DrGoat, yeah, I loved that little devil turning the crank. He seemed to be related to the “Roasty Toasty Men” at Disneyland, turning those popcorn cylinders. I think I have seen two photos of that devil, one in black and white, and one in color, if I can find them I will email them to you. My grandpa paid to have a gigantic eucalyptus tree removed from a neighbor’s backyard (with their permission of course) when it started to lean toward his house! And speaking of big trees, my grandparents had a huge oak tree in the back. I mean MASSIVE. And we have photos from the 1950s showing it as a skinny sapling. Amazing.

Jonathan, I think we called them “floods” when I was a kid. I was just going to ask, was that the fashion for that time? It’s funny, I have a friend who loves Disneyland, and he says that he never cared for Knott’s. As far as I’m concerned, Knott’s was TONS of fun, completely unique from Disneyland, and I am very happy I spent so much time there during a few sweet years.

MRaymond, it really is striking to see how relatively large the Knott's locomotives are compared to the toylike Disneyland locos. I wonder if Knott's ever let people sit with the engineer, and maybe blow the whistle?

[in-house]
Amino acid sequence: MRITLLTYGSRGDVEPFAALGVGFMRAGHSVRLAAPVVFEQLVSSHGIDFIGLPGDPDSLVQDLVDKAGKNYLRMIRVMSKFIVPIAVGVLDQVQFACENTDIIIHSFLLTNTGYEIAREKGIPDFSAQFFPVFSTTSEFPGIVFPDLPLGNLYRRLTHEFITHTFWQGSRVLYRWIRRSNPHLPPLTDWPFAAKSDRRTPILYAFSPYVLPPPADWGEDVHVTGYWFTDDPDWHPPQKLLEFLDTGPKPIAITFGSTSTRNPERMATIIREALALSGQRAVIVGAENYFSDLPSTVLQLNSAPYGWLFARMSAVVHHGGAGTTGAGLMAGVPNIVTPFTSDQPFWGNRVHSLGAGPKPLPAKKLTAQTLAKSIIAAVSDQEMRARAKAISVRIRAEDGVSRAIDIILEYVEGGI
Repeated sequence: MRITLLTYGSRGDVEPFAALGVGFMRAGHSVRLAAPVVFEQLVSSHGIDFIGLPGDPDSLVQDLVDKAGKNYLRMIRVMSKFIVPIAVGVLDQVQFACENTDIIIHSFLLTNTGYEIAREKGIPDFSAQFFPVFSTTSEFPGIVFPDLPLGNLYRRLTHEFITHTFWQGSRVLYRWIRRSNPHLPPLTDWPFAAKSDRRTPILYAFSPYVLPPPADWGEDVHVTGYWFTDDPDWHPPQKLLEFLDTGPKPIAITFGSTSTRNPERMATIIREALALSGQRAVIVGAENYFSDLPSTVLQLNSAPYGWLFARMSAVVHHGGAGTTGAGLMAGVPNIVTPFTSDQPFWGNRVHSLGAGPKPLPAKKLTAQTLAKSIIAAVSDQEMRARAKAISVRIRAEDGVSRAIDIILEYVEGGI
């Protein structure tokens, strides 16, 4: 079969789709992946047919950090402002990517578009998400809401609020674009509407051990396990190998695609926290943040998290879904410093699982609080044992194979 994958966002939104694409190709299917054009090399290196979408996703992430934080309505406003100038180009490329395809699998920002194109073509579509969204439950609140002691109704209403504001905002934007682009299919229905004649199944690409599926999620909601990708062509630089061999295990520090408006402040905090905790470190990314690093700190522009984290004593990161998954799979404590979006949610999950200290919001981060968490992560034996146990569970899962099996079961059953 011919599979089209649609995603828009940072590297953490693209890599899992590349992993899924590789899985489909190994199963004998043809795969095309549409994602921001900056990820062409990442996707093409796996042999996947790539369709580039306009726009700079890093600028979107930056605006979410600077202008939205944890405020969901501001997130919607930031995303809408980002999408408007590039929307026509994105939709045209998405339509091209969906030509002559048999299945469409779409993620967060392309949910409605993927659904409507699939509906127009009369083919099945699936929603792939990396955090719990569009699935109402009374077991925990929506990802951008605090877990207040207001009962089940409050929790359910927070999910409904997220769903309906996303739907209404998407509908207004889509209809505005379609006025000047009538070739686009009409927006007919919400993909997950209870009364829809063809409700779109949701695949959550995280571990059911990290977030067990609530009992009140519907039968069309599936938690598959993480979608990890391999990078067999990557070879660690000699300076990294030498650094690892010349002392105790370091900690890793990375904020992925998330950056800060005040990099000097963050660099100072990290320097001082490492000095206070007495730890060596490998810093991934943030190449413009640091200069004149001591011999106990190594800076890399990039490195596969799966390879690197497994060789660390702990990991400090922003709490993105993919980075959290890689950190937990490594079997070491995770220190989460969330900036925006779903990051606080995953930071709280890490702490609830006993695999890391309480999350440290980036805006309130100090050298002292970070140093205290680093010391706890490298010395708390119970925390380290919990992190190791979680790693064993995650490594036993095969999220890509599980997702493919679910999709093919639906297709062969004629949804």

Nanook said...

@ TM!-
And here I felt certain that sign read Carbureted Syrups. What was I thinking-??

@ JC Shannon-
I think those fellas with the 'flood controls' were part of a dance troupe; otherwise, the only "thing" it could be was simply inattention to sensible dressing.

Irene said...

Boy did my eyes light up when I clicked on your site just now and saw Knott's Berry Farm! Coincidentally, that's where I will be tomorrow for the Taste of Boysenberry Festival! They have done an excellent job, leaders in fact, of holding this kind of event during this time.

I too miss the old look of Knott's with the trees and all but on the other hand I can understand the need to take them down and clean the place up. Eucalyptus trees can be very, very messy! And they really are rather dangerous.

When Cedar Fair took over from the family changes were afoot - and not for the better. I am forever thankful that clearer heads prevailed (many of whom worked for Disney at one time) and kept the charm and history. And now here we are in 2021 about to celebrate 100 years (a year late) of Knott's Berry Farm!

Yes, major - let's see more photos of the Farm.

DrGoat said...

Off post comment. Forgive me but I had to share.
Disneyland tickets are going on sale April 15th, and David from Freshbaked is in 7th heaven. Stick with it at least till the train pulls in to the Disneyland station. The unabashed joy and enthusiasm is a wonderful thing to behold.